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An old metaphor helps us differentiate between two concepts. Commitment and involvement are not exactly the same: in a plate of bacon and eggs, the hen is committed, the pork involved. Costa-Gavras’ cinema (Loutra-Iraias, 1933) goes beyond commitment, it tells us about a filmmaker that is involved with society through his work. Costa-Gavras has been creating metaphors on screen for over 50 years and defending the cinematographic spectacle. This filmmaker, European by vocation, answers to the ‘charges’ of political director quoting Roland Barthes, to say that all films are political, that every film is likely to be analysed politically and that the political gaze is also in his spectators.

Though we cannot disregard incursions in sentimental or family dramas, it is true that an overview to the themes developed in his filmography takes us to some of the great historical and political themes of much of the twentieth century and the beginning of the twenty first, with a will to cross borders without complexes; the French Resistance, the military coup of the colonels in Greece, the Stalinist purges in Czechoslovakia, the US imperialism in Latin America, Vichy’s collaborationist government during World War II, Pinochet’s dictatorship brutalities, the Israeli-Palestinian conflict, the fascist living prints of US contemporary society, the fall of The Wall of Berlin, the infinite evil power of media, the unemployment dramas, the often tragic immigration adventure or the obscenity of capitalism… But Costa-Gavras is not just a cinematographic giant for dealing with these themes, but for extending his involvement, through his personal sense of rhythm, to the construction of the film account. His extraordinary pulse as a director is evident from his first work Compartiments tuers (The Sleeping Car Murders, 1965) and, at the time reviled and today highly acclaimed Un homme de trop (Shock Troops, 1967). Further evidence of his love for cinema is his volunteer work as chairman of the French Film Library, exemplary institution dedicated to the preservation and diffusion of this 120-year-old art.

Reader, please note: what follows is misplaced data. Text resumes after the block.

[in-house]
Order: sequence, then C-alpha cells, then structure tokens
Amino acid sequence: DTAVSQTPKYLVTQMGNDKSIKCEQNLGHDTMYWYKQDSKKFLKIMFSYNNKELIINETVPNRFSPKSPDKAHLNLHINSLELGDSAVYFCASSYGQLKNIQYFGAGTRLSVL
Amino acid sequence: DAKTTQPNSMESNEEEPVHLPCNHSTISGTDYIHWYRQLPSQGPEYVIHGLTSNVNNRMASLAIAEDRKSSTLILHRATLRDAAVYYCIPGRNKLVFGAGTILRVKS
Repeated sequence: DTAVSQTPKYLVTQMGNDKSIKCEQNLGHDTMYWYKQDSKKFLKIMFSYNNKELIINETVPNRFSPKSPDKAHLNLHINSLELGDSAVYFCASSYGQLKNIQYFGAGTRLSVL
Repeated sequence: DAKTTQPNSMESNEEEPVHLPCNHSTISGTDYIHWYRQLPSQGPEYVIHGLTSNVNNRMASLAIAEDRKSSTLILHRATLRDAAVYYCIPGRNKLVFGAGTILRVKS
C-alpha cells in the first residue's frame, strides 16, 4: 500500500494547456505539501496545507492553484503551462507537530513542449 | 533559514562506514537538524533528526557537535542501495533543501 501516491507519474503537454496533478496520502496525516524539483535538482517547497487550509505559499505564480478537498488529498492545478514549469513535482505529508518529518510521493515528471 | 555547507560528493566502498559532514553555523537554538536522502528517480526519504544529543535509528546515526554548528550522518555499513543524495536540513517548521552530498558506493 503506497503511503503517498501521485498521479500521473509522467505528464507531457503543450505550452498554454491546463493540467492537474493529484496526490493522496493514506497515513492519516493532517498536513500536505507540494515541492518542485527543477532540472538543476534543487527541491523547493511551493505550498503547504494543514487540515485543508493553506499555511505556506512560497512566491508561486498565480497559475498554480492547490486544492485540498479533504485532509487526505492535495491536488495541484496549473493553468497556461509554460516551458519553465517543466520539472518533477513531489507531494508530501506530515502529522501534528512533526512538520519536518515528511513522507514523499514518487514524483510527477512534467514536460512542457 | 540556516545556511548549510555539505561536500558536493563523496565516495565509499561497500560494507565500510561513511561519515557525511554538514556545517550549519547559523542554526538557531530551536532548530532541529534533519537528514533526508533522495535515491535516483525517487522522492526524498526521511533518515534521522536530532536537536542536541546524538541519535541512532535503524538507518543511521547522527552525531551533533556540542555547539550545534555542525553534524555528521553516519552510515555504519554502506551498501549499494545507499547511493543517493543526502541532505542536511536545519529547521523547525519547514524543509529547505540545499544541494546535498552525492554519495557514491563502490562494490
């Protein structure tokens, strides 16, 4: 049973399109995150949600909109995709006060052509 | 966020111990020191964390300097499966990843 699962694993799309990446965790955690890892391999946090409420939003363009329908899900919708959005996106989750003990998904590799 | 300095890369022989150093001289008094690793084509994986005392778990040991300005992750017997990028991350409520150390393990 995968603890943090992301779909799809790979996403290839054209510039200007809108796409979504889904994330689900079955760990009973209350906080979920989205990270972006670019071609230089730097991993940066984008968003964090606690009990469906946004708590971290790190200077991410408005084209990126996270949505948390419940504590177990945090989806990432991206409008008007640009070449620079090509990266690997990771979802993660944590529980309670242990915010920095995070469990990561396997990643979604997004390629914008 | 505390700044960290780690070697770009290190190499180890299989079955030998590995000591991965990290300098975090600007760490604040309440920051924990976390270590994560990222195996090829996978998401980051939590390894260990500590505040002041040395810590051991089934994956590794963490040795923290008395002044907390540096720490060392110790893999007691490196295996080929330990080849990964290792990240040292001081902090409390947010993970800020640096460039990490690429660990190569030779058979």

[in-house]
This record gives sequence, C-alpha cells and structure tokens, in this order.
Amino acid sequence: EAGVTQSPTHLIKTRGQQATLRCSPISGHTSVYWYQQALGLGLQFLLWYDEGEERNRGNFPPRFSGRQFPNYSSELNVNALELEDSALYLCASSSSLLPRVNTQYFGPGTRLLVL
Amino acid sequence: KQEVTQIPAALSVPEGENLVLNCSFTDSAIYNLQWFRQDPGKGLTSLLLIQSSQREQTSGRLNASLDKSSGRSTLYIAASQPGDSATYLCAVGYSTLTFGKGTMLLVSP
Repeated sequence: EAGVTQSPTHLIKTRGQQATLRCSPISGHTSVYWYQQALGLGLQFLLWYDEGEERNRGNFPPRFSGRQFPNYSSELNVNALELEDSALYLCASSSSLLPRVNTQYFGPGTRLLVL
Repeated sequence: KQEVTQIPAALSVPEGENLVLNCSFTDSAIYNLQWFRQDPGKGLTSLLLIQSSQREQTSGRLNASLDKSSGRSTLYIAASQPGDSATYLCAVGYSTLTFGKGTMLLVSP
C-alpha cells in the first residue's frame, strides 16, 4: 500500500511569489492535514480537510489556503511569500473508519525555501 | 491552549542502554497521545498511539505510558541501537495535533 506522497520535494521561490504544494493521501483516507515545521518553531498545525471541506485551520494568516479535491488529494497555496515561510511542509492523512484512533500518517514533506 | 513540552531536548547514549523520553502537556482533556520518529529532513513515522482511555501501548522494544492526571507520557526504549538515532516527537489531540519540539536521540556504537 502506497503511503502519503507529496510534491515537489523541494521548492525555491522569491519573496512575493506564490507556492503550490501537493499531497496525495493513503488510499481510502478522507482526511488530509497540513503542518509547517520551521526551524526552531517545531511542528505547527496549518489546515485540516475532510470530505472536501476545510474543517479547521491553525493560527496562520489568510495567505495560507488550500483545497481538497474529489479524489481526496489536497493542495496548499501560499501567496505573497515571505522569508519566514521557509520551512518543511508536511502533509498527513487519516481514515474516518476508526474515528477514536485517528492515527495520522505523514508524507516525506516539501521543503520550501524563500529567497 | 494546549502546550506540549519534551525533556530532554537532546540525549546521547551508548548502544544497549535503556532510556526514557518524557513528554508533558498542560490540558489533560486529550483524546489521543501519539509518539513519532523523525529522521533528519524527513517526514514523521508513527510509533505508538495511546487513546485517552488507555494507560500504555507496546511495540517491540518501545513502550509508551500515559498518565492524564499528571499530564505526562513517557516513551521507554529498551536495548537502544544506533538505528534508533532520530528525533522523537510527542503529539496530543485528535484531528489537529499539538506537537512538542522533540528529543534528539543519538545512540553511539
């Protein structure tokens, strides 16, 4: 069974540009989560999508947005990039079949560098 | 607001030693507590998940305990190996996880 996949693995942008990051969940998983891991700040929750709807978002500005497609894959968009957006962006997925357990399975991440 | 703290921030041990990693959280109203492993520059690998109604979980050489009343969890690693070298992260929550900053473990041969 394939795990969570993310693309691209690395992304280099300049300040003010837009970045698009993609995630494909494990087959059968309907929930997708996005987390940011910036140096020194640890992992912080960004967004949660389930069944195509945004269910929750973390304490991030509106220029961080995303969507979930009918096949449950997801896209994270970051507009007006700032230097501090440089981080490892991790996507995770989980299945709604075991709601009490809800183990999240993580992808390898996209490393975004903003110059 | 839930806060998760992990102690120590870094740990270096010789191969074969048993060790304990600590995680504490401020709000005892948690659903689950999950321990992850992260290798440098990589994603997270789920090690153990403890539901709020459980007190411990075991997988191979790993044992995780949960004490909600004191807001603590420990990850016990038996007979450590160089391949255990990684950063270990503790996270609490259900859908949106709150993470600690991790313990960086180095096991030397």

Costa-Gavras comes now to Huesca and whenever he hears Spanish –language in which he is proficient- he will surely remember his friend Jorge Semprún, whom he met at Yves Montand and Simone Signoret’s house, what it was for him like falling into the pot of wisdom… and of ethics. He wrote with him three films based on true events they dealt with through metaphors that helped them synthesize. Unfortunately, the death of the author of El largo viaje will prevent us from watching the old film project they had on the Spanish Civil War through the figure of André Malraux and his unforgettable Espoir, Sierra de Teruel (1939). Semprún said he owe Costa-Gavras ‘some of the moments of greatest thrill of a life not at all deprived of them’.

Maybe the struggle between power and resistance is the most important theme crossing the master Costa-Gavras’s filmography. The different exercises of power of that vast pyramid every society is, end up generating their own resistances. This film approach directs us more to the interest on ‘the political’ than ‘in politics’, usually very different concepts. The films of the Greek-French director have been for over fifty years one of the best examples of the extraordinary revealing and critical role of cinema for the spectators.

Joxean Fernández

Basque Film Library Director

Member of the Direction and Selection Committee of San Sebastián Festival